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4

I posted this in the comments section but I feel this should give you an answer that is simpler and cleaner. https://paulbrewer.wordpress.com/sp_restoregene/ Simply install the script and run sp_Restoregene. You can pass it @database and @stopat too. This script will script all the restore scripts automagically for you. Including FULLs, DIFFs and LOGs ...


3

TailLog backup contains the transaction log that was generated after the last log backup.so this is necessary if you want to restore to latest point in time.When we try to restore the database which is online and whose tail log has not been backed up ,SQL Server will throw the error you are getting To avoid this error use NoRecovery. But with above ...


2

No ! But, you can : 1 script our your database schema and use BCP out and bcp in method or 2 restore the database as a copy on EE or Dev edition, remove all enterprise features and backup the database and restore it on standard edition.


2

I think this query may help you. I took it from this link. SELECT physical_device_name, backup_start_date, backup_finish_date, backup_size/1024.0 AS BackupSizeKB FROM msdb.dbo.backupset b JOIN msdb.dbo.backupmediafamily m ON b.media_set_id = m.media_set_id WHERE database_name = 'YourDB' ORDER BY ...


2

I suspected multiple backups might exist in this backup file. If you run: RESTORE HEADERONLY from disk = [tempfile] this will show all the backups that are in the file. You are not restoring the latest backup, use FILE=X to restore the appropriate backup.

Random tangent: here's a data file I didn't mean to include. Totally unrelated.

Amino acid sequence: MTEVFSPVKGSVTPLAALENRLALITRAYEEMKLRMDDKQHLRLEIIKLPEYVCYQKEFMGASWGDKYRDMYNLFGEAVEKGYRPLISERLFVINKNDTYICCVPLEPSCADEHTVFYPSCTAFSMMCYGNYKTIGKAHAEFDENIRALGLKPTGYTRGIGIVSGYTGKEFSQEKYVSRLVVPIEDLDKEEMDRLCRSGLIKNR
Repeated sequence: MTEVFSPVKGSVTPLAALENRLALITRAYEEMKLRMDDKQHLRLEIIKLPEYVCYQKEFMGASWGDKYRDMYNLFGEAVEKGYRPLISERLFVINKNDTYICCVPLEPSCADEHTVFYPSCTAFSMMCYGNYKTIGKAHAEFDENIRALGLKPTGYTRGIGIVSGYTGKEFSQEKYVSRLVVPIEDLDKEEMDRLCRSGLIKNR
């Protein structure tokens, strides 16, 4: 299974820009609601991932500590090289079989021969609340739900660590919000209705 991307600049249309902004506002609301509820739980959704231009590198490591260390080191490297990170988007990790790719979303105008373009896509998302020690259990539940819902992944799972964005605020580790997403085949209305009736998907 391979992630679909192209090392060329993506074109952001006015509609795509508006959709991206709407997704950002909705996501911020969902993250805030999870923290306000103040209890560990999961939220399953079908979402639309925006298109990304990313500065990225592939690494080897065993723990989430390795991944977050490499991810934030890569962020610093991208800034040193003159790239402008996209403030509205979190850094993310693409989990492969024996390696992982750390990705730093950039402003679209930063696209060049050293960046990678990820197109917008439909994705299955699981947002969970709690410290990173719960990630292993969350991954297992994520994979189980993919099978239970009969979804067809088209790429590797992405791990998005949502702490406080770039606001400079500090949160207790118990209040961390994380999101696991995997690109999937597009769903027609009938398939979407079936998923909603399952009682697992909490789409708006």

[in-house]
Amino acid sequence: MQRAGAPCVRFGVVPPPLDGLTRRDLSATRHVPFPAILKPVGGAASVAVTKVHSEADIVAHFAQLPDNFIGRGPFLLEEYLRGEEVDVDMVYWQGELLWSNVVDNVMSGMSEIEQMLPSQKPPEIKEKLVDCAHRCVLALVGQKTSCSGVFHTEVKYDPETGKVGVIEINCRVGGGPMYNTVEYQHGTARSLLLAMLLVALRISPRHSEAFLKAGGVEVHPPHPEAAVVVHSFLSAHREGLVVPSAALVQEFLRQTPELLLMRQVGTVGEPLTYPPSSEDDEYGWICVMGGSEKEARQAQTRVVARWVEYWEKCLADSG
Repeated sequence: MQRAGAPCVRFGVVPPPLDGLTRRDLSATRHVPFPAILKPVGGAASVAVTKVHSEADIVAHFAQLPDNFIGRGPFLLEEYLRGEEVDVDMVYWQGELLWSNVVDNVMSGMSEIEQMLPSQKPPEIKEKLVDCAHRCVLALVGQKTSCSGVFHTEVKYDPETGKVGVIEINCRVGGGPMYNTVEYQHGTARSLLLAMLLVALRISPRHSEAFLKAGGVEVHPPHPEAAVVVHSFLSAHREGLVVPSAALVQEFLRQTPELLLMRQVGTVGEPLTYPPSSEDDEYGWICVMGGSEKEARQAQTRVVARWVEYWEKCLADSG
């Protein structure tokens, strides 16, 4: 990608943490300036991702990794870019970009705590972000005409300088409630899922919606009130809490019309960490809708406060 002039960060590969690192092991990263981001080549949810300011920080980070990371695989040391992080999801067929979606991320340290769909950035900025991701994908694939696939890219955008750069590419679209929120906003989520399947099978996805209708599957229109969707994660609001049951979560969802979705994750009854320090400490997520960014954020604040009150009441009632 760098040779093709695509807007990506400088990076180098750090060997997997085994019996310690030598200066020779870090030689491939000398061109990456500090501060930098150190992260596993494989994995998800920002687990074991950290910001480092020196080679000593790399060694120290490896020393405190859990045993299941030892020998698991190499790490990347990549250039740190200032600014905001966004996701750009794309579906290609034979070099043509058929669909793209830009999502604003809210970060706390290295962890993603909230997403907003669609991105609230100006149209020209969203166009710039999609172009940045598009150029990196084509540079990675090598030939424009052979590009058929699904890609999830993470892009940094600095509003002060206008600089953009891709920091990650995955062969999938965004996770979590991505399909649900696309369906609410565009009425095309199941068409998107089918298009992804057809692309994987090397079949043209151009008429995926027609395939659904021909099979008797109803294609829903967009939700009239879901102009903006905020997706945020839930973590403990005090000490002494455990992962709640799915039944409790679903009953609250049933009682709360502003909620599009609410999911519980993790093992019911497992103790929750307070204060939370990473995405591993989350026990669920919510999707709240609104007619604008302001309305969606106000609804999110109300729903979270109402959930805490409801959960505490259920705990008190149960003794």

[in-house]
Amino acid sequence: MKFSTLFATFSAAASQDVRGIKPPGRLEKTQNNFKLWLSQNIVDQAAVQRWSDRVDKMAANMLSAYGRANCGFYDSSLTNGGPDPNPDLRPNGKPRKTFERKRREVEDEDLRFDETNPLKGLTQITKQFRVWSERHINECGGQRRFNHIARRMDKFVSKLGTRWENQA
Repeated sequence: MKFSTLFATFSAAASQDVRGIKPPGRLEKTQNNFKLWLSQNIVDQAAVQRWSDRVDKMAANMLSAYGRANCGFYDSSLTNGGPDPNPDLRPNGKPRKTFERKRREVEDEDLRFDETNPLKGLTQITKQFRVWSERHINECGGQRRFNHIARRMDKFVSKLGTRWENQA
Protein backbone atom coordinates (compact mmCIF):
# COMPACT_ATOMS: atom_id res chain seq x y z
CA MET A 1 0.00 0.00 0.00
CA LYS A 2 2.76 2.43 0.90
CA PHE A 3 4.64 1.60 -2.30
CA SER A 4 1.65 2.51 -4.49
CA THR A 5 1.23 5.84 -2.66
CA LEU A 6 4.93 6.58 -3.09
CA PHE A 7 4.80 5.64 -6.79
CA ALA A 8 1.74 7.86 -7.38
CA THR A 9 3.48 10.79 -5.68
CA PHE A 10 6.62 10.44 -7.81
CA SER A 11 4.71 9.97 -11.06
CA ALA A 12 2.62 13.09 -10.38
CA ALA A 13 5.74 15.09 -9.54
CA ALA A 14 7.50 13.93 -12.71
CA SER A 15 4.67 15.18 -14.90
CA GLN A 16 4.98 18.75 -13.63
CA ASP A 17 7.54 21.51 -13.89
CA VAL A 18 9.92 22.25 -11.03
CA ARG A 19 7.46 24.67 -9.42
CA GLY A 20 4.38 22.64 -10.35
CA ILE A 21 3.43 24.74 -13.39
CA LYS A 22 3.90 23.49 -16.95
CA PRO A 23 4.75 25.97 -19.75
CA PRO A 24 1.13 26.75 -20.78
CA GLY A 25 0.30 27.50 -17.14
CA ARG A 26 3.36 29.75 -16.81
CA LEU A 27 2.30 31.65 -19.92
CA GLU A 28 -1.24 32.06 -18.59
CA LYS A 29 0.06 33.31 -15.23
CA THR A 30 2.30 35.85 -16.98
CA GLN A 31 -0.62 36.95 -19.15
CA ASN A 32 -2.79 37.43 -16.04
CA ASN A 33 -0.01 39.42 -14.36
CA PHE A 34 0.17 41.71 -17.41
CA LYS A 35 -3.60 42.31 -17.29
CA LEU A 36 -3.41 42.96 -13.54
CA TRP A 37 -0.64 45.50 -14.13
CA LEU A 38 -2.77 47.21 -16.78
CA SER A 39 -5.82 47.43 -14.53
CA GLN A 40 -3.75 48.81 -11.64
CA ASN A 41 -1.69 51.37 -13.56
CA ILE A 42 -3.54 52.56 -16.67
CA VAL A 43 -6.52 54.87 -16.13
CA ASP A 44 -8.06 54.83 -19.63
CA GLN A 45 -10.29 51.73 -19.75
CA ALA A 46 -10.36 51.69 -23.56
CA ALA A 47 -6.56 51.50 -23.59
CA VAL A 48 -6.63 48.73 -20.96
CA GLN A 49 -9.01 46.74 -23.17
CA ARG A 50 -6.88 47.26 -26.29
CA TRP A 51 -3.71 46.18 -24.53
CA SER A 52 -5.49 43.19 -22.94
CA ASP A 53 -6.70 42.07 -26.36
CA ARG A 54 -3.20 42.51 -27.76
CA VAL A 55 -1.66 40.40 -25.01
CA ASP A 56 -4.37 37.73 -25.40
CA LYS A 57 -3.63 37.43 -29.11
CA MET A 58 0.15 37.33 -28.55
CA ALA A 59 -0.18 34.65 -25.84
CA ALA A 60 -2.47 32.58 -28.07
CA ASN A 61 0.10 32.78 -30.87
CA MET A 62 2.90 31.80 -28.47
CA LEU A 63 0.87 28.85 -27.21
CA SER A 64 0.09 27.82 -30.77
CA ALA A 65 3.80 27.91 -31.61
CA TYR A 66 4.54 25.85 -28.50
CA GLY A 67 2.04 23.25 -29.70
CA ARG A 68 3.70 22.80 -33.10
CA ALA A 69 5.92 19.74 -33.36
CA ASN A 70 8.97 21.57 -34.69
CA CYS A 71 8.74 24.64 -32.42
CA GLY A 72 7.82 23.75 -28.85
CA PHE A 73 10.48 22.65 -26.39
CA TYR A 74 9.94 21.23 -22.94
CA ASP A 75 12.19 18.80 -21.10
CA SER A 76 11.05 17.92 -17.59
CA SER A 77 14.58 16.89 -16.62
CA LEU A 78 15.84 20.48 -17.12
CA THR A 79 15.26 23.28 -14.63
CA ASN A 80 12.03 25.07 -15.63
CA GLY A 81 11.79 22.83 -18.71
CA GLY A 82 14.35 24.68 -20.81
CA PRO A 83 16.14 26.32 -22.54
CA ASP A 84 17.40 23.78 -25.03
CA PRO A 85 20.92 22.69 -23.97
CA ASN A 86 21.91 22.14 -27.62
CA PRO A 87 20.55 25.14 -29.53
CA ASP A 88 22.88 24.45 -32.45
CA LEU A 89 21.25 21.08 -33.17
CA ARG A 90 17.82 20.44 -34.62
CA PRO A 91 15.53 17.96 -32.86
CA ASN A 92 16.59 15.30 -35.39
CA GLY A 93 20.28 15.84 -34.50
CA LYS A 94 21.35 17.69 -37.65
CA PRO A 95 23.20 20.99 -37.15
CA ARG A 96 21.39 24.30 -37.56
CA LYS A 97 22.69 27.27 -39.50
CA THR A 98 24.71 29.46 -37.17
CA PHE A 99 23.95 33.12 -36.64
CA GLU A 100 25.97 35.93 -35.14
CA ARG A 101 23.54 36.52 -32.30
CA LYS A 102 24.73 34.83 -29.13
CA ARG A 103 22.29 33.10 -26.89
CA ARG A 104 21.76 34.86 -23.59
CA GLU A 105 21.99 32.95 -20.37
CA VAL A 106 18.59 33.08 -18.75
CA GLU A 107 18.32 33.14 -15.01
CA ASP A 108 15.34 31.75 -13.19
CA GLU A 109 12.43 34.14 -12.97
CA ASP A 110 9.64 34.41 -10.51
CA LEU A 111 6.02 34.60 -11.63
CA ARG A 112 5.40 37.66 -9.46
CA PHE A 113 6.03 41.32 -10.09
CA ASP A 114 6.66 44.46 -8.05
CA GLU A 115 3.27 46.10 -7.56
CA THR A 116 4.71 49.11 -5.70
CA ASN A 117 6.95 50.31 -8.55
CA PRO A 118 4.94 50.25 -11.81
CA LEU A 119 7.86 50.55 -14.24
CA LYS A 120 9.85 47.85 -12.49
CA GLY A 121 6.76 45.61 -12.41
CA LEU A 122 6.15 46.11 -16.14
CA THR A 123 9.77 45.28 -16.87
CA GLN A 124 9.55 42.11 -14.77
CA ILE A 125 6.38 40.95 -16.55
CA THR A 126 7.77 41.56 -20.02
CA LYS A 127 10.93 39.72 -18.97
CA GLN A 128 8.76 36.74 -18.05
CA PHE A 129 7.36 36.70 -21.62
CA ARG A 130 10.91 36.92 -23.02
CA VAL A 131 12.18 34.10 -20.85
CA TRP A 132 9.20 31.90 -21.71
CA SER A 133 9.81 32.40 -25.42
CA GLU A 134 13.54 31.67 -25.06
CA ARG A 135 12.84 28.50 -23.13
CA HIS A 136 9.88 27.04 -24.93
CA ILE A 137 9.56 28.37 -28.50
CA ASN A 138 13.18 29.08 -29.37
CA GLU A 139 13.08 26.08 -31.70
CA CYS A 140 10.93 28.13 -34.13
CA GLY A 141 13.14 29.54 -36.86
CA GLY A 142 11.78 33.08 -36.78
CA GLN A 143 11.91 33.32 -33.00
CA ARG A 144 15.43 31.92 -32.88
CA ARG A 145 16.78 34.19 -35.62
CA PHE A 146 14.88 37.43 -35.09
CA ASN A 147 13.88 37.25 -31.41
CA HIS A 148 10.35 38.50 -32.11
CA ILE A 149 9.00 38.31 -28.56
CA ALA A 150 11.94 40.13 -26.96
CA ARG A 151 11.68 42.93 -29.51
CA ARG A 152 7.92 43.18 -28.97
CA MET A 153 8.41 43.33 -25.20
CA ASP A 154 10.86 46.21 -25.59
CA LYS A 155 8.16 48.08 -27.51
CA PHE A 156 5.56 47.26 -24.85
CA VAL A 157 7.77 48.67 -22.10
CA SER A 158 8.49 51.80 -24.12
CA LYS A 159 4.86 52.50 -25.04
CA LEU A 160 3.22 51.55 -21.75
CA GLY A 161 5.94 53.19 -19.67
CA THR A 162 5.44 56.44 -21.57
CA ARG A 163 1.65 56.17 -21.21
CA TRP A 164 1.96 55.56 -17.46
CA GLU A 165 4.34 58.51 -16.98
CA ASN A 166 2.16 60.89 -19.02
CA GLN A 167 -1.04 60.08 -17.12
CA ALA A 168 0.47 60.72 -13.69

1

I agree with Chad Mattox's answer. But to simplify the process, I'd recommend you to use the following t-sql to do the backup BACKUP DATABASE LiveDB TO DISK = '[tempfile]' WITH COPY_ONLY, INIT; By adding INIT in your backup script, you will always overwrite the existing one and thus simplify your restore script (by no need to find the latest File [X])


1

ApexSQL Restore will mount the backup as virtual Database, and you can query it using SSMS. I also published a PowerShell script that will let you analyze your backups in a given folder. I wrote it for analyzing size but you could easily adjust this to include properties like the date taken and such to find which backup you need to mount. You can find the ...


1

Yes, it can be a good idea. In fact, allowing this was a major feature in the release of PostgreSQL 9.2.



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